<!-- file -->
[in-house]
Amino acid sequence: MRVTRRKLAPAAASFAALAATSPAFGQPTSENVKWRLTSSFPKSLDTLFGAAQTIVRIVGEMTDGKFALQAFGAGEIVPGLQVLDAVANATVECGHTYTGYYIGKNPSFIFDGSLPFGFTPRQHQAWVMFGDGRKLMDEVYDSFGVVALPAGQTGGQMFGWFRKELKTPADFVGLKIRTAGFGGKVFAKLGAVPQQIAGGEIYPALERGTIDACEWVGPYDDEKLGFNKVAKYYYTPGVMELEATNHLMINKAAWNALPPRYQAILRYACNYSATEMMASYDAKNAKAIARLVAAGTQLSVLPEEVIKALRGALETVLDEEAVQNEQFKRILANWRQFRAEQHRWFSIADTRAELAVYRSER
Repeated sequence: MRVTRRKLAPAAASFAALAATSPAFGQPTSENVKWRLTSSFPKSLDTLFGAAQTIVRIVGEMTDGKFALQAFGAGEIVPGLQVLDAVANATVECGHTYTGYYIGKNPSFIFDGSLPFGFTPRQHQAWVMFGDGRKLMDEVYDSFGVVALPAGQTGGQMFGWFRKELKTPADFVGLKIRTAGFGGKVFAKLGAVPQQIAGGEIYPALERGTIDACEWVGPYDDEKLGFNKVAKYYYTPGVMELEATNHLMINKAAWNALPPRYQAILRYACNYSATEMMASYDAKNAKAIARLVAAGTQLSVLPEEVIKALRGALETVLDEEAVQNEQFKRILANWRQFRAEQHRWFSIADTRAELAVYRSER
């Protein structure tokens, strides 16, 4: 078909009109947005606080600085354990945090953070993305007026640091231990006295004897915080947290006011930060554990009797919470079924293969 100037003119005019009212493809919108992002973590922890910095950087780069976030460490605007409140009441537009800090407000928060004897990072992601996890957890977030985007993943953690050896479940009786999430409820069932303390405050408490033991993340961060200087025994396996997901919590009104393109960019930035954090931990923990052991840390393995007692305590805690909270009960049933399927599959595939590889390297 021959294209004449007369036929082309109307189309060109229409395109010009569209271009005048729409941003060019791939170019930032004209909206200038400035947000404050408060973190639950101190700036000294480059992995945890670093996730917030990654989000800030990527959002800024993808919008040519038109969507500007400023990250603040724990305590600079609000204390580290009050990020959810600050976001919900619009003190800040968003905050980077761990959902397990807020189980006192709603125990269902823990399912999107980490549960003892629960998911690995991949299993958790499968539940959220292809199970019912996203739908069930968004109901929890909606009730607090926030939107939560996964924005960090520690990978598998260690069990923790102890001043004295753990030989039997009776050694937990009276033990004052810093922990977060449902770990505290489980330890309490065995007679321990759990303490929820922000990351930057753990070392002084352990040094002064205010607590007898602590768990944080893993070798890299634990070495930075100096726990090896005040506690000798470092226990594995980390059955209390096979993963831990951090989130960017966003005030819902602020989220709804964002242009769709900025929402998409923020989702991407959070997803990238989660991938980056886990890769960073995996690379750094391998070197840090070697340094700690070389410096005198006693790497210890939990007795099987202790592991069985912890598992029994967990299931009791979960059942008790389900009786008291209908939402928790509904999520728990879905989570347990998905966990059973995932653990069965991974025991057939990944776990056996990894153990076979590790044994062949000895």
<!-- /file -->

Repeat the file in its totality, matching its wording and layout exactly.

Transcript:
[in-house]
Amino acid sequence: MRVTRRKLAPAAASFAALAATSPAFGQPTSENVKWRLTSSFPKSLDTLFGAAQTIVRIVGEMTDGKFALQAFGAGEIVPGLQVLDAVANATVECGHTYTGYYIGKNPSFIFDGSLPFGFTPRQHQAWVMFGDGRKLMDEVYDSFGVVALPAGQTGGQMFGWFRKELKTPADFVGLKIRTAGFGGKVFAKLGAVPQQIAGGEIYPALERGTIDACEWVGPYDDEKLGFNKVAKYYYTPGVMELEATNHLMINKAAWNALPPRYQAILRYACNYSATEMMASYDAKNAKAIARLVAAGTQLSVLPEEVIKALRGALETVLDEEAVQNEQFKRILANWRQFRAEQHRWFSIADTRAELAVYRSER
Repeated sequence: MRVTRRKLAPAAASFAALAATSPAFGQPTSENVKWRLTSSFPKSLDTLFGAAQTIVRIVGEMTDGKFALQAFGAGEIVPGLQVLDAVANATVECGHTYTGYYIGKNPSFIFDGSLPFGFTPRQHQAWVMFGDGRKLMDEVYDSFGVVALPAGQTGGQMFGWFRKELKTPADFVGLKIRTAGFGGKVFAKLGAVPQQIAGGEIYPALERGTIDACEWVGPYDDEKLGFNKVAKYYYTPGVMELEATNHLMINKAAWNALPPRYQAILRYACNYSATEMMASYDAKNAKAIARLVAAGTQLSVLPEEVIKALRGALETVLDEEAVQNEQFKRILANWRQFRAEQHRWFSIADTRAELAVYRSER
């Protein structure tokens, strides 16, 4: 078909009109947005606080600085354990945090953070993305007026640091231990006295004897915080947290006011930060554990009797919470079924293969 100037003119005019009212493809919108992002973590922890910095950087780069976030460490605007409140009441537009800090407000928060004897990072992601996890957890977030985007993943953690050896479940009786999430409820069932303390405050408490033991993340961060200087025994396996997901919590009104393109960019930035954090931990923990052991840390393995007692305590805690909270009960049933399927599959595939590889390297 021959294209004449007369036929082309109307189309060109229409395109010009569209271009005048729409941003060019791939170019930032004209909206200038400035947000404050408060973190639950101190700036000294480059992995945890670093996730917030990654989000800030990527959002800024993808919008040519038109969507500007400023990250603040724990305590600079609000204390580290009050990020959810600050976001919900619009003190800040968003905050980077761990959902397990807020189980006192709603125990269902823990399912999107980490549960003892629960998911690995991949299993958790499968539940959220292809199970019912996203739908069930968004109901929890909606009730607090926030939107939560996964924005960090520690990978598998260690069990923790102890001043004295753990030989039997009776050694937990009276033990004052810093922990977060449902770990505290489980330890309490065995007679321990759990303490929820922000990351930057753990070392002084352990040094002064205010607590007898602590768990944080893993070798890299634990070495930075100096726990090896005040506690000798470092226990594995980390059955209390096979993963831990951090989130960017966003005030819902602020989220709804964002242009769709900025929402998409923020989702991407959070997803990238989660991938980056886990890769960073995996690379750094391998070197840090070697340094700690070389410096005198006693790497210890939990007795099987202790592991069985912890598992029994967990299931009791979960059942008790389900009786008291209908939402928790509904999520728990879905989570347990998905966990059973995932653990069965991974025991057939990944776990056996990894153990076979590790044994062949000895």